California Court Restores Employment Treatment for Uber, Lyft Drivers

September 23, 2021

California voters approved Proposition 22 last year to to give app-based companies like Uber and Lyft an exception to Assembly Bill 5, which required gig workers to be treated as employees. With the proposition’s passage, voters elected to treat gig drivers as independent contractors. Its passage had monumental implications for rideshare companies such as Uber and Lyft.

A court last month struck the proposition down, holding that it violated the California State Constitution. The California Constitution gives the legislature power to create worker’s compensation laws"'unlimited by any provision of this Constitution." The Court found that when this section was ratified in 1918, “the statutory initiative power already existed in the Constitution… [and that a] grant of plenary power to the Legislature conflicts with a limitation on its power to amend an initiative…” The court ultimately held that “if the People wish to use their initiative power to restrict or qualify a 'plenary' and 'unlimited' power to the Legislature, they must first do so by initiative constitutional amendment, not by initiative statute.”

California appears to be moving away from classifying app-based workers as independent contractors. This shift comes as many individuals in the “gig economy” use rideshare apps like Uber and Lyft as a way to earn a living. The overturning of Proposition 22 means that, at least in the interim, companies like Uber and Lyft will need to provide their California drivers with benefits options and treat them as employees.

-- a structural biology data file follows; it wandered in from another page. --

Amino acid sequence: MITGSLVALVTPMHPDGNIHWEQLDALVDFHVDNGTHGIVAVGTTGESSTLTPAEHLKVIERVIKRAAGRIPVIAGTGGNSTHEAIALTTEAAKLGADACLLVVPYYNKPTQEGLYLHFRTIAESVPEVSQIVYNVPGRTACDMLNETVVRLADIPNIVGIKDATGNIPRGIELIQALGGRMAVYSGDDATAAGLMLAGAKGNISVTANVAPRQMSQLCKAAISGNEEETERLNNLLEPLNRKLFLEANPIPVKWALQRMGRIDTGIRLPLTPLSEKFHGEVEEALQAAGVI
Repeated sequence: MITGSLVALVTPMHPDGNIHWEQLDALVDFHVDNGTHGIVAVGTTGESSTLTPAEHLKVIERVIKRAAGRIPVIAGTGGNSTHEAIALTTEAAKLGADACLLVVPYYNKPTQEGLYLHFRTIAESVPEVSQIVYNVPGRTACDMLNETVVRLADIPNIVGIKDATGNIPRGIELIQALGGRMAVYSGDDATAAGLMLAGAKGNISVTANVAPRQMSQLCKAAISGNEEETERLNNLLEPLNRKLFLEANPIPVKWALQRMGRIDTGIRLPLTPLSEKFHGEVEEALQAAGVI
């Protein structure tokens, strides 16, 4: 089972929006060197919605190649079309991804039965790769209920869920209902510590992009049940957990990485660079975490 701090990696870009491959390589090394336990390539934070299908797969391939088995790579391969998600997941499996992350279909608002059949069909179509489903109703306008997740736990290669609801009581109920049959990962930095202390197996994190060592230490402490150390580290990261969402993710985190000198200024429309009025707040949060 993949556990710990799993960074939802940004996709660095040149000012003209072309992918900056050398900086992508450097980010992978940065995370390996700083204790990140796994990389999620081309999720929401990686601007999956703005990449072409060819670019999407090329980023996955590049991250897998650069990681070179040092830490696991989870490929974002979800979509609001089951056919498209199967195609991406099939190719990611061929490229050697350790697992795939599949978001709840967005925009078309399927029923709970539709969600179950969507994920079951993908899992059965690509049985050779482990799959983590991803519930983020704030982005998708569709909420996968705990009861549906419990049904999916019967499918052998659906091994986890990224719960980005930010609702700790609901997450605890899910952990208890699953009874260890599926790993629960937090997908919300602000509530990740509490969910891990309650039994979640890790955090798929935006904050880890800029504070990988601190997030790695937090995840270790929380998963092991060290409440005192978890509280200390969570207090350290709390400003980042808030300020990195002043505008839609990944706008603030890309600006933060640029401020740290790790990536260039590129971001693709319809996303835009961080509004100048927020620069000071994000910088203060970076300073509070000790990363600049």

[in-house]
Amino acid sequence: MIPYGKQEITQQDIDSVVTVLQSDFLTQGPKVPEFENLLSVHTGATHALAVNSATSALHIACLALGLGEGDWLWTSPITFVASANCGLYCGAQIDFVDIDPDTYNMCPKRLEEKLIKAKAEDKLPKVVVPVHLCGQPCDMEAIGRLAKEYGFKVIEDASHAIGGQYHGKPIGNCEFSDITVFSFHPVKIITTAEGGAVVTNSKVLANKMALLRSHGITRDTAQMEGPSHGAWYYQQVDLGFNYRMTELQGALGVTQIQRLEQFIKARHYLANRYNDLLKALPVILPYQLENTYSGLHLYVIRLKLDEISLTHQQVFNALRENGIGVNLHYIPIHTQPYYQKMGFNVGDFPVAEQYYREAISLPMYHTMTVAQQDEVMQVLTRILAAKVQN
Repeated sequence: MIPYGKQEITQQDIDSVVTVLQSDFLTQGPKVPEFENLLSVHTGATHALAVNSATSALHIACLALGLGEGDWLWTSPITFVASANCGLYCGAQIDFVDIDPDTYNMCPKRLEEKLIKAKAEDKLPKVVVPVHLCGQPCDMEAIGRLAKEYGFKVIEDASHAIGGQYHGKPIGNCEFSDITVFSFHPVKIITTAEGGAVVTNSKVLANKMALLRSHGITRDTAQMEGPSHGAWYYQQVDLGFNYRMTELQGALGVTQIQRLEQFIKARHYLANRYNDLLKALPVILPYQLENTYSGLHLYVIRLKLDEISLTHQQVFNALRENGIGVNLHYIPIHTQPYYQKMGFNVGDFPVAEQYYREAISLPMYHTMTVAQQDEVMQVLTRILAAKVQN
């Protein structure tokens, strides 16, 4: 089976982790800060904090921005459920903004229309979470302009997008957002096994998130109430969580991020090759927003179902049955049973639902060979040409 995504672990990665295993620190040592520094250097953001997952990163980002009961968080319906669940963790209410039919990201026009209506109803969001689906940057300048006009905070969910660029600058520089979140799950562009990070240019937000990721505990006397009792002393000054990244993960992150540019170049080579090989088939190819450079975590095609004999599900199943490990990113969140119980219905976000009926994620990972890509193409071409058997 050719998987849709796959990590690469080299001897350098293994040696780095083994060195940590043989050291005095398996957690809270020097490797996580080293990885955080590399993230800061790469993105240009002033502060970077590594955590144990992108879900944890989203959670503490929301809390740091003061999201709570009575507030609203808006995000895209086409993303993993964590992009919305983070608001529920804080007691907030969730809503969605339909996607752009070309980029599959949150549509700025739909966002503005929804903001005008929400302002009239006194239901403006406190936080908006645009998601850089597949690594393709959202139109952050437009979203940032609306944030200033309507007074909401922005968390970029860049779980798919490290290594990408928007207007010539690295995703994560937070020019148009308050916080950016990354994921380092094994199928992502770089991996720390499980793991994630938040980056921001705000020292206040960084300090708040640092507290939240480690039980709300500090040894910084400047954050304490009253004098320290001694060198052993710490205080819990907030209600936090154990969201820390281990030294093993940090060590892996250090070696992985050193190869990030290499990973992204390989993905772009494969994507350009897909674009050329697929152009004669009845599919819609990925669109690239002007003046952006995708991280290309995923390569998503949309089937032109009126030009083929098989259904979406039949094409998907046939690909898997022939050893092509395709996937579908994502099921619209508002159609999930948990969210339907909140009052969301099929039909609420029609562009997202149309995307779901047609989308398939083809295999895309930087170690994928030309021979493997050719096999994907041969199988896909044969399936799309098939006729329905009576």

This decision, if it stands, will likely have ramifications in other industries using contractors as well.

Taxpayers should carefully consider their business models and consider whether they may now be required to treat certain California contactors as W-2 employees for state taxes.

Because the case is pending appeal, the decision is not yet settled law. The case will be decided by the California Court of Appeals and then likely reach the California Supreme Court. 

If in the end the court’s decision stands, it will inevitably lead to higher prices for services companies like Uber and Lyft provide.

Related: Despite Prop. 22 ruling, Uber and Lyft drivers won't become employees anytime soon.

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